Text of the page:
WWI educational project in Aberdeen secures Heritage Lottery Funding
A partnership project created by The Reading Bus in Aberdeen is to receive a grant of £60,000 from the Heritage Lottery Fund (HLF).
Working Life to War Life is an educational heritage project which seeks to empower pupils from areas of disadvantage, volunteers and young people in Aberdeen, to uncover and retell the transformation of people's working lives in the North-east East of Scotland during WWI, through an exciting mix of expressive arts and digital technology.
This year-long Reading Bus initiative, which got under way last month (April 2014) will see pupils research WWI-related websites to uncover the unknown stories of North-east folk who lived and worked during WWI. Pupils will also work with arts specialists to create animations which will be inspired by their research.
In partnership with the Gordon Highlanders Museum, young people and volunteers will participate and assist in workshops to help create all the music, audio and the physical content for an interactive WWI exhibition centrepiece with digital media partner MWB (Music Without Bars).
The project is expected to culminate in March 2015 with a promotional film; community war days; a programme of local events; a dedicated database website and a major exhibition at Aberdeen Maritime Museum.
The exhibition centrepiece will live on at the Gordon Highlanders Museum for a further year, and because it will be digitally created it will be available online so viewers, anywhere in the world, can relive the experience for years to come.
Leader of Aberdeen City Council Jenny Laing, who is also Convener of Education, Culture and Sport, said: "Working Life to War Life will provide a fascinating educational experience which will bring Aberdeen's history to life. Pupils from across the city will collaborate with artists, historians and curators to discover Aberdeen's significance during The Great War.
"The project will also provide a wealth of resources which will be shared with people across the North-east and beyond."
Colin McLean, Head of HLF Scotland, said: "World War I changed the face of modern history touching the lives of everyone in this country and beyond. HLF has committed to funding a variety of projects, from organisations large and small that will create a deeper understanding of the heritage of the conflict.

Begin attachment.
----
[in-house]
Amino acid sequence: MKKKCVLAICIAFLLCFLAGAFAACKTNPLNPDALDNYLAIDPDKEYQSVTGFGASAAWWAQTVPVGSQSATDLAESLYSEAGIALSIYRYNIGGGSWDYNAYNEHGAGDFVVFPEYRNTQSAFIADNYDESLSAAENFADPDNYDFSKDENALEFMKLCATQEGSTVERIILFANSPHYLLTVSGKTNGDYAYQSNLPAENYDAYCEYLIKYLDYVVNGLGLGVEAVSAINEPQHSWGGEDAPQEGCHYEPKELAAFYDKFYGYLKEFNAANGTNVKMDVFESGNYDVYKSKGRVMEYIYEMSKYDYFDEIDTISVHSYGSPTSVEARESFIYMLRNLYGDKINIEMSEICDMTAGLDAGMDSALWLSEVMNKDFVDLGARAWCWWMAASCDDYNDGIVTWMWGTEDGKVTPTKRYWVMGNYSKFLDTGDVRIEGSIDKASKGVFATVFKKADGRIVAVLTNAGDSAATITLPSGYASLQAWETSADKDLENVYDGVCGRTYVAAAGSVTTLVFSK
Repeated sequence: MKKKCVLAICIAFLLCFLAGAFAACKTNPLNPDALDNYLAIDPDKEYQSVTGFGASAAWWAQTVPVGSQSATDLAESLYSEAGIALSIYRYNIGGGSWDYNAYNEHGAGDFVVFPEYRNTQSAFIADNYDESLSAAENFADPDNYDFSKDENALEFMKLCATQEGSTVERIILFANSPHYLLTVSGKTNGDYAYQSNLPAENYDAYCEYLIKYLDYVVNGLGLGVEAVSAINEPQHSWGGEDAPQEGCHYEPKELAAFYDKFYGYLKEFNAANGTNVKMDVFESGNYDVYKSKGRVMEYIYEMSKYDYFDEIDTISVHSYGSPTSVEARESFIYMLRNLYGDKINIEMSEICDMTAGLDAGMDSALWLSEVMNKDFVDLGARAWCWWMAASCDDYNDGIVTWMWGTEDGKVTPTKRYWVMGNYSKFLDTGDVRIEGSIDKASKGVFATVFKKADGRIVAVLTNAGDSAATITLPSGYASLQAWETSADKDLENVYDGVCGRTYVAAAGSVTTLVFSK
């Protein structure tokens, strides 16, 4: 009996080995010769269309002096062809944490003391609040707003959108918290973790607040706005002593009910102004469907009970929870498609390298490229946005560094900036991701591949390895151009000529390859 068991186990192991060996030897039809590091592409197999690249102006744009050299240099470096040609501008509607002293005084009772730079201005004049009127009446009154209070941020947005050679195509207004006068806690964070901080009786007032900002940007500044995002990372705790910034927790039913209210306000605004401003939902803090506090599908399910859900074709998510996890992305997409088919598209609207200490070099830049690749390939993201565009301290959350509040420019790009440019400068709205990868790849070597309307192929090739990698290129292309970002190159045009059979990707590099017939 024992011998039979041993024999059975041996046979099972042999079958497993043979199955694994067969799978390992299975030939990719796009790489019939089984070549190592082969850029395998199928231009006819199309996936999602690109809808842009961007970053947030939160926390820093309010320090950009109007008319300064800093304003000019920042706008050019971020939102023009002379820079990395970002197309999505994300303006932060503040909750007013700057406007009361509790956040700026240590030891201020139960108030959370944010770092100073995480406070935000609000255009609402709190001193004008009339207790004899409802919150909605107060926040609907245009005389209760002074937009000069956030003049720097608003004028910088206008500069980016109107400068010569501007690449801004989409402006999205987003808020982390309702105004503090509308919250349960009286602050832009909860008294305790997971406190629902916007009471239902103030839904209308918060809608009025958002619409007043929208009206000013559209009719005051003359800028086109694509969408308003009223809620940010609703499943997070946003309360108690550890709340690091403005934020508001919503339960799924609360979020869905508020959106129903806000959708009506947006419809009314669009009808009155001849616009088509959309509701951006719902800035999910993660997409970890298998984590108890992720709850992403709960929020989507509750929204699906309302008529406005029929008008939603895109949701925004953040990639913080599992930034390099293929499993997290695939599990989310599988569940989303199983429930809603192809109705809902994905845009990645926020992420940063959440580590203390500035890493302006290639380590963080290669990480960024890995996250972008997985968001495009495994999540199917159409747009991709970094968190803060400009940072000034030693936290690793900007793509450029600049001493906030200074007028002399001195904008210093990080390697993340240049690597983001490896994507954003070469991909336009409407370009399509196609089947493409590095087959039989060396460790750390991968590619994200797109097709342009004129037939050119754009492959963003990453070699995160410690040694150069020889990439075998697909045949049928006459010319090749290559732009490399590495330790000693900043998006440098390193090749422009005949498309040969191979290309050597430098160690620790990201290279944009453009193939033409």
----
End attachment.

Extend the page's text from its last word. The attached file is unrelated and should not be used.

"Some of these will capture the memories of individual soldiers, regiments or families,delve into the stories behind names on local war memorials, while others like this project in Aberdeen will investigate the impact the conflict had on the whole community at home and abroad. We have already supported over £35m of projects from across the United Kingdom and will continue to support as many applications as we can afford that want to commemorate the centenary."
Composer Robert Aitken added: "For young people and volunteers to help create a WWI immersive and interactive space is a once-in-a-life-time opportunity. Our intention is to explore the emotional turmoil that war brought to those at home, as well as those at the front in a unique and thought-provoking exhibition."
During 1914-1918 the North-east of Scotland saw a tremendous transformation in people's working lives. As well as the thousands of men who left every village, town and shire, the impact on those left at home was equally felt. The war effort touched every aspect of local working life; from the land that was toiled to the animals taken to be used on the war front and from the change in fishing and local industries to the impact on local culture and traditions.
Given the change in people's professions, the loss of vital information and local stories from deceased WWI descendants and the rapidly developed landscape around us, the need to record this period of time is very important. Working Life to War Life will tell to a new audience the story of period of local history that forever changed the working landscape of the North-east corner of Scotland.